BYOD - Identification and Authentication Deployment Guide

BYOD - Identification and Authentication Deployment Guide

Introduction

Note

This guide is based on the Cisco SBA Borderless Networks LAN

and WLAN 802.1X Deployment Guide. The goal of this guide is to show you how a BYOD business problem can be solved by using

Cisco Smart Business Architecture. Cisco has previously developed solutions to solve issues that are similar to the various BYOD business problems. Cisco SBA uses 802.1X to solve the BYOD problem of identifying and authenticating devices.

There is a trend in the marketplace that is often referred to as Bring Your

Own Device (BYOD). BYOD is a spectrum of business problems that can be solved in various ways. This ranges from guest wireless access all the way to device authentication and identification. The goal is to provide a common work-environment regardless of the type of device being used. This could be through a virtualized desktop or by allowing users to self-register devices for use on the network.

Organizations are experiencing an unprecedented transformation in the network landscape. In the past, IT typically provided network resources only to corporate-managed PCs, such as laptops and desktops. Today, employees are requiring access from both corporate managed and unmanaged devices including mobile devices like smart phones and tablets. This rapid proliferation of mobile devices capable of supporting applications drastically increases workforce mobility and productivity, but it also presents an enormous challenge to IT organizations seeking to enforce security policies across a growing population of devices, operating systems, and connectivity profiles.

This evolution of mobile device usage and the introduction of mobile devices into the workplace has caused a paradigm shift in how IT views what qualifies as a network “end point device” and also what it means to “be at work.” The distinction between a device used exclusively for “work” and a device used exclusively for “personal use” has evolved.

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An organization needs to know not only who is accessing their wired and wireless networks, but also when the networks were accessed and from where. In addition, with the wide adoption of nontraditional devices such as smart phones and tablets, and people bringing their own devices to access the network, organizations need to know how many of these devices are connecting. With this information the organization can create policy to prevent connection by nontraditional devices, limit connection to approved devices, or make access to network resources easier for these nontraditional devices. This presents a challenge for IT organizations that seek to provide end users with a consistent network access experience and the freedom to use any device, while still enforcing stringent security policies to protect corporate intellectual property. Further complicating the situation is delivering both consistent access and enforcing proper security policy based on the specific user access scenario (wired, wireless, guest, local, branch, and remote users).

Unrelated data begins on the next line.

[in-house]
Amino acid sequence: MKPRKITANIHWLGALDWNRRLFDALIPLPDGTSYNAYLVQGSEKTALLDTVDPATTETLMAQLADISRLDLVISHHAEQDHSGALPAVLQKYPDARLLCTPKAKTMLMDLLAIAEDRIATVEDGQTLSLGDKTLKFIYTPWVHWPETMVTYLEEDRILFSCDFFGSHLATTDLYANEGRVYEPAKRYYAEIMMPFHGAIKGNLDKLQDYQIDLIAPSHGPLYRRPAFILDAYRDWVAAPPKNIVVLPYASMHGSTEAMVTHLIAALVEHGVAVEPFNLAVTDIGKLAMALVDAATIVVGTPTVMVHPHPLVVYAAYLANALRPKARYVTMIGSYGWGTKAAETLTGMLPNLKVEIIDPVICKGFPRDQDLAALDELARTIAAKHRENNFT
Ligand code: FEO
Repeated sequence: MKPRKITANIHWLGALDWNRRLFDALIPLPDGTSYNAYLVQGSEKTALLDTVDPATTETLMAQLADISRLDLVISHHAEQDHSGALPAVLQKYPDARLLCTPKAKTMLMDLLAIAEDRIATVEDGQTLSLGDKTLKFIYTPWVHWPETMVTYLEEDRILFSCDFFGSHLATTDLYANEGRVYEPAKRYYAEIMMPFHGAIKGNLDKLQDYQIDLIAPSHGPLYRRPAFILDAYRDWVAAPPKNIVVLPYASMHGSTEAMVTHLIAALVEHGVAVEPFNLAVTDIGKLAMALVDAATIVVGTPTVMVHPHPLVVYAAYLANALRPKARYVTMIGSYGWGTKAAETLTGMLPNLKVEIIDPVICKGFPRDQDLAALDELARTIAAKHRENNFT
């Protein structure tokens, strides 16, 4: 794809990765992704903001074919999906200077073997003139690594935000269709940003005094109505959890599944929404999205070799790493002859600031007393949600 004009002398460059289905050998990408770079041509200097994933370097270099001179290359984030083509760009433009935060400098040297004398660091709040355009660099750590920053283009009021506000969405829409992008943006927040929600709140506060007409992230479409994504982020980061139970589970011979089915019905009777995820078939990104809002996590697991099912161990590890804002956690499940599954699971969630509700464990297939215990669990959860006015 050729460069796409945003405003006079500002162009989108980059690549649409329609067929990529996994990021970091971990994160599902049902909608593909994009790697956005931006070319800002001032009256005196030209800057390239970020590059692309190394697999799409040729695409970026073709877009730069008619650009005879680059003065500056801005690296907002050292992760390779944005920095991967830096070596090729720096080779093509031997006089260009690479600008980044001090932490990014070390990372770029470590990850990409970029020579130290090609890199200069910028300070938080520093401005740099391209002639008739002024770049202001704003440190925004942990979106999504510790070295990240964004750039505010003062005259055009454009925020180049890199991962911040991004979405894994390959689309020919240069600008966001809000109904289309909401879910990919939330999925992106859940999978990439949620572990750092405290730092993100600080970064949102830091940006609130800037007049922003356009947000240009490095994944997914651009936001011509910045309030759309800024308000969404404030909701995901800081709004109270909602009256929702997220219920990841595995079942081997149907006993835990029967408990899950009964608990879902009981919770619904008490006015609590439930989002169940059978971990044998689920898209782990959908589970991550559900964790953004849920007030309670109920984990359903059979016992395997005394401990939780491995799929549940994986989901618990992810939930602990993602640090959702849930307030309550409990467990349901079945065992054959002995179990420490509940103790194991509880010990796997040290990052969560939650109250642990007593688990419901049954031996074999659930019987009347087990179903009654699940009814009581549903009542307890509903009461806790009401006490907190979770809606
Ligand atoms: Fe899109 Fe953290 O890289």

To balance the productivity gains versus the security risks, IT needs to implement a solution that allows for seamless on-boarding of users and devices, simplicity of on-going operations, and the ability to extend enduser applications to any user or any device at any time.

Other SBA Borderless Networks guides addressing BYOD business problems include:

• BYOD—Internal Corporate Access Deployment Guide

• BYOD—Guest Wireless Access Deployment Guide

• BYOD—Remote Mobile Device Access Deployment Guide

Business Overview

With an increasingly mobile workforce and a diverse number of platforms used to gain access to the network, organizations are looking for ways to monitor and control network access. An organization needs to know not only who is accessing their wired and wireless networks, but also when the networks were accessed and from where. In addition, with the wide adoption of nontraditional devices such as smart phones and tablets, and people bringing their own devices to access the network, organizations need to know how many of these devices are connecting. With this information, the organization can create policy to prevent connection by nontraditional devices, limit connection to approved devices, or make access to network resources easier for these non-traditional devices.

Organizations are being driven by industry and regulatory compliance (PCI,

Sarbanes-Oxley) to be able to report on who is accessing the organization’s information, where they are accessing it from, and what type of device

Introduction

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they are using to access it. Government mandates like Federal Information